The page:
This booklet contains personal letters addressed to a parish priest of the Church of Rome, whose acquaintance I made on a railway journey. It was a pleasure to converse with this cultured gentleman. When we parted, he accepted from me a small volume dealing with a portion of holy scripture. Afterward he wrote me a very appreciative letter about the topics with which the book was concerned. There began a correspondence, which is being published with the hope that they may prove helpful to the reader.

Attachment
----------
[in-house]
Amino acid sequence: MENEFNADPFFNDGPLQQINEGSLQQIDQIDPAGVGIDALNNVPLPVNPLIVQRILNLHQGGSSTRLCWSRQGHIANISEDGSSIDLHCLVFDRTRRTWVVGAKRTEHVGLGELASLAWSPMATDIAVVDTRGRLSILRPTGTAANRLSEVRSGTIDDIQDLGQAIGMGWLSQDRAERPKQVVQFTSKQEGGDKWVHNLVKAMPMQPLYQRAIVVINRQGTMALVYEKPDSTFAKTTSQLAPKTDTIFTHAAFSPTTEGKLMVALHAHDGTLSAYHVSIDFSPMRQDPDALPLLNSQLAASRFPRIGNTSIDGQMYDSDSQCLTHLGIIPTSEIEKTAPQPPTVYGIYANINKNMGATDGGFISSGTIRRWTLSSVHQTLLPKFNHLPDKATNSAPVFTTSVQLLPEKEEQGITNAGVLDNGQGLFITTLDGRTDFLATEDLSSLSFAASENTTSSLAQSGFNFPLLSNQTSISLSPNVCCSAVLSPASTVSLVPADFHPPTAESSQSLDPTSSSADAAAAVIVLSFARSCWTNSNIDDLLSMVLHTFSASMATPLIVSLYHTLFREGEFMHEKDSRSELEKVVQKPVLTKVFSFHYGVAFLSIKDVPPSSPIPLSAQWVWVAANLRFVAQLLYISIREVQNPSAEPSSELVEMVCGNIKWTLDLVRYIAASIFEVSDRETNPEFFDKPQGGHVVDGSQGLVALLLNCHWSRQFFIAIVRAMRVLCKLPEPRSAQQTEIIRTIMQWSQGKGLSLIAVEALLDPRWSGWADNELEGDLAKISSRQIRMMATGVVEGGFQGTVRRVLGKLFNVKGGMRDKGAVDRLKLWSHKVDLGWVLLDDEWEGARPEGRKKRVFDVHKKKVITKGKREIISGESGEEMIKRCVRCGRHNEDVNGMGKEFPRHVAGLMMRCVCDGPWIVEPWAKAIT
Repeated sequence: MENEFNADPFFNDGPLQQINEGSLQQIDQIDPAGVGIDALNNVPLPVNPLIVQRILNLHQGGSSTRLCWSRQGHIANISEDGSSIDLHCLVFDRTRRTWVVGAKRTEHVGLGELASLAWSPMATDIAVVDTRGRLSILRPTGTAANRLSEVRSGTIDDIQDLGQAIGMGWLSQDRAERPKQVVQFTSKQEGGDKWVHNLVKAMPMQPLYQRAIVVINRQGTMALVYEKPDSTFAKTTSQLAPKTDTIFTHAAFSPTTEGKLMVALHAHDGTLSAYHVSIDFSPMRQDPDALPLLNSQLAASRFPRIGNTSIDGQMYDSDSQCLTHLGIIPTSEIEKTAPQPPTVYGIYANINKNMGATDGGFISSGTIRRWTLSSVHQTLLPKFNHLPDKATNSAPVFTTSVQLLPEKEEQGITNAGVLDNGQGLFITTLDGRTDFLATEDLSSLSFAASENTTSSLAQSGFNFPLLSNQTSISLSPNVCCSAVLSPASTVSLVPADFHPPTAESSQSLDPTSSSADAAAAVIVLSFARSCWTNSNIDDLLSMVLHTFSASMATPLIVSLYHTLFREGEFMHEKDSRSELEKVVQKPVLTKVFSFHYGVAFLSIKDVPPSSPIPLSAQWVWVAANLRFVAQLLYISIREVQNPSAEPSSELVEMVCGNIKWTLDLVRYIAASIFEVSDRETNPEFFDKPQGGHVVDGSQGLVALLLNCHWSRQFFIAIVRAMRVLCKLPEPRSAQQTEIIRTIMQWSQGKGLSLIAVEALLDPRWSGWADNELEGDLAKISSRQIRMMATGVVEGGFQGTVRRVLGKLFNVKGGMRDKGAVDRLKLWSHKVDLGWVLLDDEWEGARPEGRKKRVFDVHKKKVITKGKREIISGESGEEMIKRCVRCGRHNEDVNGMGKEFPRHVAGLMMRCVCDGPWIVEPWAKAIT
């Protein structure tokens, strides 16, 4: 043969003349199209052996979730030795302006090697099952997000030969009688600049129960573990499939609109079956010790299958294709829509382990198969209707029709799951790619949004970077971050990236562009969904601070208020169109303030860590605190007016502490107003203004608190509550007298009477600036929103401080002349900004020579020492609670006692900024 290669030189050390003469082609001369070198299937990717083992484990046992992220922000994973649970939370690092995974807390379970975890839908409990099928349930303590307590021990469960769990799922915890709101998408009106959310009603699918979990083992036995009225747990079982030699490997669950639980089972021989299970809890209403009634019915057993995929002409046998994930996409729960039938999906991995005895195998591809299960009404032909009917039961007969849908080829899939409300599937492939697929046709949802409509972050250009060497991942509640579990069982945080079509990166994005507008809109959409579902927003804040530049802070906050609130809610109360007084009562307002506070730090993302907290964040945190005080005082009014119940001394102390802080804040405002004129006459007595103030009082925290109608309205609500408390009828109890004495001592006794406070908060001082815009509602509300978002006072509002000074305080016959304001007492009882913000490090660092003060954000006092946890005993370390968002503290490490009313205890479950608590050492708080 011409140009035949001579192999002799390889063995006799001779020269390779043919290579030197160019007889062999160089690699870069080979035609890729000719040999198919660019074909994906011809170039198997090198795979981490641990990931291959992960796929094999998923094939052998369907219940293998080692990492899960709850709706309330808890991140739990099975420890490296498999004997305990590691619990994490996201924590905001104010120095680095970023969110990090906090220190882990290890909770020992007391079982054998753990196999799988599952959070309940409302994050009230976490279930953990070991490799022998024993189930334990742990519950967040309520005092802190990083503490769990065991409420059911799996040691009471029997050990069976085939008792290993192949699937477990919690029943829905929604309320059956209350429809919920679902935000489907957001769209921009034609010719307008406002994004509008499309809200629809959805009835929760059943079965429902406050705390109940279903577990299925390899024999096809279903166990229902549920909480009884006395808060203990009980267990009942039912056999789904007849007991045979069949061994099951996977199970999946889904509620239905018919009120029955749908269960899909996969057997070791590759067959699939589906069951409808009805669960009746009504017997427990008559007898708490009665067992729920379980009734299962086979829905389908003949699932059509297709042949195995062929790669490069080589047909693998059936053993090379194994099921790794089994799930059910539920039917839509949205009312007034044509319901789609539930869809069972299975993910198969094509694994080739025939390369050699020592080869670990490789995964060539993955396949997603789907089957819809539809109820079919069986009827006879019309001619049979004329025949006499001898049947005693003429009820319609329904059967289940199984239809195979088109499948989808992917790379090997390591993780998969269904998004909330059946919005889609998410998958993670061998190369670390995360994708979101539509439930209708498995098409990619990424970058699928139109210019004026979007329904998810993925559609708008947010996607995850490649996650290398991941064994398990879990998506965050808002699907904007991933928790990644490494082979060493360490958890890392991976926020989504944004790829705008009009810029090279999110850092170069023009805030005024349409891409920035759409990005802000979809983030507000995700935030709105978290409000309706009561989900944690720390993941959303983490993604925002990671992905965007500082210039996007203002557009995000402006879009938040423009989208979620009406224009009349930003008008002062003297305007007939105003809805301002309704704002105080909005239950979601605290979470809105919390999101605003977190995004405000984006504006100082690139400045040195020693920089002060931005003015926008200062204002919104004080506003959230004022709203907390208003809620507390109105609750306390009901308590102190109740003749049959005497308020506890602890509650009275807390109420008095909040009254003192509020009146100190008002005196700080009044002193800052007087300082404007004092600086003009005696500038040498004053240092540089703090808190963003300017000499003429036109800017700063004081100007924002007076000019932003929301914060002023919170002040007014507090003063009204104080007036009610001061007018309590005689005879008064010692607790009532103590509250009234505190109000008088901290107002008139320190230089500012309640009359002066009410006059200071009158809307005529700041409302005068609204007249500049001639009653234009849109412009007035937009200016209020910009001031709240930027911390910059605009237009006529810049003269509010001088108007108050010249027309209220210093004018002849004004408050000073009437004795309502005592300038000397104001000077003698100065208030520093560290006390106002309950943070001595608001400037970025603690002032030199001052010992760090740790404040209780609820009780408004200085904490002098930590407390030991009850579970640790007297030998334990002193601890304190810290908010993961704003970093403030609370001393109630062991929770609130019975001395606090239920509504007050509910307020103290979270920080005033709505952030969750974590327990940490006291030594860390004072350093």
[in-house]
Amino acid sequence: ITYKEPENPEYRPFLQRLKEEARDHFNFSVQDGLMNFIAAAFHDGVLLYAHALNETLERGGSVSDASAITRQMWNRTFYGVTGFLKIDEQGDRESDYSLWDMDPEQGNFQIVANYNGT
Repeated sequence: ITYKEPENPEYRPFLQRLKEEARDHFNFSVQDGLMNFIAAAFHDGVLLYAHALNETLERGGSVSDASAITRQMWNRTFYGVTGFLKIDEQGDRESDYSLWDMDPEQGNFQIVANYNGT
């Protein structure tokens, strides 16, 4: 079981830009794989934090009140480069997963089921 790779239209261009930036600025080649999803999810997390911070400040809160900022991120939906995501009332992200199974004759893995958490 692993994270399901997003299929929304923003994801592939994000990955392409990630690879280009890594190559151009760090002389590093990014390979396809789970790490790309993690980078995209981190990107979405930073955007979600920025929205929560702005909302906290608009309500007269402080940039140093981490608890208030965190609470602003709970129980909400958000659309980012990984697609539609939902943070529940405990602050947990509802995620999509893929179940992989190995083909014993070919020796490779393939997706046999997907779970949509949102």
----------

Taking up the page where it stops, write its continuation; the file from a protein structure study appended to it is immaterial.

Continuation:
Sergeant Andrew Swapp, the author of this thought-provoking book, is a retired United States Army Infantry Sergeant who is just completing a decade and a half as an engineering and technology teacher in a small public school in rural America. By his own admission, his county has more cows than people. With insight, courage and passion, he brings a crystal clear voice to modern education issues from the person who has walked the walk and talked the talk. This is a book every parent, every teacher and every education administrator in America should read so that they could see not everyone thinks the same about education. It is respectful, well-argued and thoughtfully considered, but it is a barn-burner to established thought on many education issues. With the insight and simplicity of a Thoreau, the author cuts through mountains of data, lakes of statistics and miles of theory, and brings readers back to long-forgotten basics. In this book you will discover some simple, basic truths about effective education: -Students with involved parents almost always do better. -Students in small classes do better. -Students who want to go somewhere with their lives do better. -Teachers who respect all types of students do better. -Teachers who put themselves into their lessons do better. -Teachers who can put things into an analogy do better. Sergeant Swapp challenges the idea that improving an education system just means throwing money and a new program at it. He suggests it would be more pertinent if society questioned whether young people in school are getting the essential instruction needed to lead a happy and fulfilling life and become a productive citizen. He questions whether a teacher can teach without values and says the most patriotic act in America today is good -parenting. The author has suffered for his opinions because his voice does not join a common chorus. He has been accused of being a radical by various education administrators. That has not silenced him. In his own words, he makes his case: "I have gone to a foreign country and thrown lead at people and had lead thrown back at me in the name of protecting our Constitution. Don't think for one second that I will ever not voice my opinion on this level. I have fought for my country and for my Constitution and you are making me out to be a radical?" This is a book for anyone who wants to look at education from a different perspective. It is for those who seek insight into what a man who has stood up for his country and shapes the lives of hundreds of students has learned and is willing to share. It is a thoughtful voice, and a voice that is very much needed to fuel further debate on the future of this country's educational systems.